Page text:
Daily Herald opinion: Congratulations to Fermilab director Lia Merminga, another 'first' woman
Congratulations to the board of the Fermi Research Alliance for choosing who we presume to be the right person to lead the Fermi National Accelerator Laboratory in Batavia, regardless of gender. Lia Merminga, an eminently qualified physicist, will be the first woman to become Fermilab's director when she takes the seat on April 18.
It's inevitable that the first nonwhite male to assume a particular position of power in any field will be duly noted. It will take the second woman to lead Fermilab, however, before future directors will be classed only as scientists and not by gender.
One wonders when the "first woman" classification will finally become an anachronism (first woman to lead Fermi, first woman NFL ref, first woman to be U.S. president), but with every "first woman" achieved there are always still more ceilings to break. The triumph by a woman like Merminga lifts up all women, but also serves as a reminder that America has yet to make the highest and best use of all its citizens.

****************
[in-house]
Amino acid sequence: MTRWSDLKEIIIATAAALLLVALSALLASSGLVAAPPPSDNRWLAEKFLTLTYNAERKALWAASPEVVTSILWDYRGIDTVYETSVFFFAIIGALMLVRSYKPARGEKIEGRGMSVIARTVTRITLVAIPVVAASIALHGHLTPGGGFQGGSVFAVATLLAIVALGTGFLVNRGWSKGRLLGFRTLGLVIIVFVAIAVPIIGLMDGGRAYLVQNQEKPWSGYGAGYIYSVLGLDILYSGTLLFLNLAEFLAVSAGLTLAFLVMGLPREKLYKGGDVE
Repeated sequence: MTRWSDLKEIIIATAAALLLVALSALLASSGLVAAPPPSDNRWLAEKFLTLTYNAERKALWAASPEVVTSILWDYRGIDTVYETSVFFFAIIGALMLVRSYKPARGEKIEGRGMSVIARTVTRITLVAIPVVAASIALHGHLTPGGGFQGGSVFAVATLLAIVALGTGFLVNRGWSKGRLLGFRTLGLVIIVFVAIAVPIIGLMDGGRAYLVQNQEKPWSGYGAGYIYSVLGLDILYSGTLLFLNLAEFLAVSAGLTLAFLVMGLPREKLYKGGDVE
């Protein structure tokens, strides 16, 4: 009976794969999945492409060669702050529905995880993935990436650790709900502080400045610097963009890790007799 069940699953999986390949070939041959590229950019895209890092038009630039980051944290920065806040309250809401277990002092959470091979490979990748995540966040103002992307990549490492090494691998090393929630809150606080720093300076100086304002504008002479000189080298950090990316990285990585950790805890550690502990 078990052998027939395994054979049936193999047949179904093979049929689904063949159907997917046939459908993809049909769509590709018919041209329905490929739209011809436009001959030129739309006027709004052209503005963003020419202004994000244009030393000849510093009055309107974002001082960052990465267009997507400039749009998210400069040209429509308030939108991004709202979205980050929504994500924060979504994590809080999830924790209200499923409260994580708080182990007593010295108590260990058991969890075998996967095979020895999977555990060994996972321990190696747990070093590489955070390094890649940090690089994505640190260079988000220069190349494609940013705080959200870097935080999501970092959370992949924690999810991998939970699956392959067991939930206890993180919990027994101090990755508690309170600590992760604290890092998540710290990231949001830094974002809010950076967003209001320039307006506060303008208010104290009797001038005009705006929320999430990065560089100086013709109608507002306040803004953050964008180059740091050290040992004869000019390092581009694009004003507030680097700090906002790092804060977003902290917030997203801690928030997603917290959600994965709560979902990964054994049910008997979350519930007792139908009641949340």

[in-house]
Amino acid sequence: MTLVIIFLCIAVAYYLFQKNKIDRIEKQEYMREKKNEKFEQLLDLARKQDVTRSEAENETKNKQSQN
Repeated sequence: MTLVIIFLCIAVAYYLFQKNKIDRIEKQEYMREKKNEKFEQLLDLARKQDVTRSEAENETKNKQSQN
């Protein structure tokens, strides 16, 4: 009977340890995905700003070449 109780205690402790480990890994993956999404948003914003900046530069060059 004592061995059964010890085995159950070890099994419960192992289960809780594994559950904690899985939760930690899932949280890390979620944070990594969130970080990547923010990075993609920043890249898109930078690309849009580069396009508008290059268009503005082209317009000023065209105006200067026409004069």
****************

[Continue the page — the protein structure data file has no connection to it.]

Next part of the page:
"Firsts" are happening every day in families and communities, but gender has kept many qualified women from achieving the top in their field -- either by being passed over or by not given the same access to education and employment from the beginning.
We are not at all suggesting that Fermilab and the U.S. Department of Energy were guilty of these prejudices in the past. What we're saying -- to everybody -- is that in all walks of life, selective opportunity based on gender, race, religion, sexual preference or however Americans identify by tribe, actually hurts the nation.
By celebrating "firsts" we are changing that tune, saying that we as a nation are incrementally coming to value the different experiences and thought processes that diversity brings to the table. Firsts tell our children that everyone's contributions are welcome and that the nation recognizes a level playing field isn't just fairer, it's necessary to our future.
In the U.S. Capitol Rotunda is a white marble monument of three suffragist pioneers, Elizabeth Cady Stanton, Lucretia Mott and Susan B. Anthony, none of whom lived to see women get the vote. Called the Portrait Monument, it was dedicated with great fanfare in 1921, six months after the 19th amendment was passed -- and moved underground the next day. It languished in a crypt until 1997 when it was reinstalled. The $75,000 required to move it was given by donors.
The three busts emerge from marble, while a fourth uncarved pillar behind the busts is meant to represent all of those who would continue fighting for women. Stanton, Mott and Anthony would applaud Lia Merminga and Fermilab, as we do today. But they would also be acutely aware the job of equal opportunity in this country is not finished.